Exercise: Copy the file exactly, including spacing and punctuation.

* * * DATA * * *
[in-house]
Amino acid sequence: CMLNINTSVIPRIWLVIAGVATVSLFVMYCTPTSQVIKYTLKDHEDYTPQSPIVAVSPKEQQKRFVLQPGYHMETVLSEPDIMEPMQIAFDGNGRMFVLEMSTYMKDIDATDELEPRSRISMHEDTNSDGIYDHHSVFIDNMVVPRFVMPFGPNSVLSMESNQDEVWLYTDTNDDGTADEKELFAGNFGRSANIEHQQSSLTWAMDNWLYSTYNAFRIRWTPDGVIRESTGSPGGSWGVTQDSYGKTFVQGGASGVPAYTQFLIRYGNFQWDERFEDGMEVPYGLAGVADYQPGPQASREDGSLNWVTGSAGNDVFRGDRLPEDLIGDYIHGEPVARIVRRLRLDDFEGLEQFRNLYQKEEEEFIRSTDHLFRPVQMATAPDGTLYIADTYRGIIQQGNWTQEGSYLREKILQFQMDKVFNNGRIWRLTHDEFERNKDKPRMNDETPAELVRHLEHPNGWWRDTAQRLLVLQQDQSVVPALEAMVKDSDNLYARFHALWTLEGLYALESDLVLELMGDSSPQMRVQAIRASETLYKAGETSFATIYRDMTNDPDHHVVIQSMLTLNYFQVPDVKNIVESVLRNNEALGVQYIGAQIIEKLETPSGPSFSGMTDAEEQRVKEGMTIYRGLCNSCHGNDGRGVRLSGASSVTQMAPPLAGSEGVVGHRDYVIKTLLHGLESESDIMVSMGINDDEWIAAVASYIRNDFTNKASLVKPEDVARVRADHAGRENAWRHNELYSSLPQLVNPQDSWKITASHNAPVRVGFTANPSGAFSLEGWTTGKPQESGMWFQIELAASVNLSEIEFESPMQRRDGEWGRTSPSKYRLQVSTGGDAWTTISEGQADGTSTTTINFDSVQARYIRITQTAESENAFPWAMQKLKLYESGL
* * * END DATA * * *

[in-house]
Amino acid sequence: CMLNINTSVIPRIWLVIAGVATVSLFVMYCTPTSQVIKYTLKDHEDYTPQSPIVAVSPKEQQKRFVLQPGYHMETVLSEPDIMEPMQIAFDGNGRMFVLEMSTYMKDIDATDELEPRSRISMHEDTNSDGIYDHHSVFIDNMVVPRFVMPFGPNSVLSMESNQDEVWLYTDTNDDGTADEKELFAGNFGRSANIEHQQSSLTWAMDNWLYSTYNAFRIRWTPDGVIRESTGSPGGSWGVTQDSYGKTFVQGGASGVPAYTQFLIRYGNFQWDERFEDGMEVPYGLAGVADYQPGPQASREDGSLNWVTGSAGNDVFRGDRLPEDLIGDYIHGEPVARIVRRLRLDDFEGLEQFRNLYQKEEEEFIRSTDHLFRPVQMATAPDGTLYIADTYRGIIQQGNWTQEGSYLREKILQFQMDKVFNNGRIWRLTHDEFERNKDKPRMNDETPAELVRHLEHPNGWWRDTAQRLLVLQQDQSVVPALEAMVKDSDNLYARFHALWTLEGLYALESDLVLELMGDSSPQMRVQAIRASETLYKAGETSFATIYRDMTNDPDHHVVIQSMLTLNYFQVPDVKNIVESVLRNNEALGVQYIGAQIIEKLETPSGPSFSGMTDAEEQRVKEGMTIYRGLCNSCHGNDGRGVRLSGASSVTQMAPPLAGSEGVVGHRDYVIKTLLHGLESESDIMVSMGINDDEWIAAVASYIRNDFTNKASLVKPEDVARVRADHAGRENAWRHNELYSSLPQLVNPQDSWKITASHNAPVRVGFTANPSGAFSLEGWTTGKPQESGMWFQIELAASVNLSEIEFESPMQRRDGEWGRTSPSKYRLQVSTGGDAWTTISEGQADGTSTTTINFDSVQARYIRITQTAESENAFPWAMQKLKLYESGL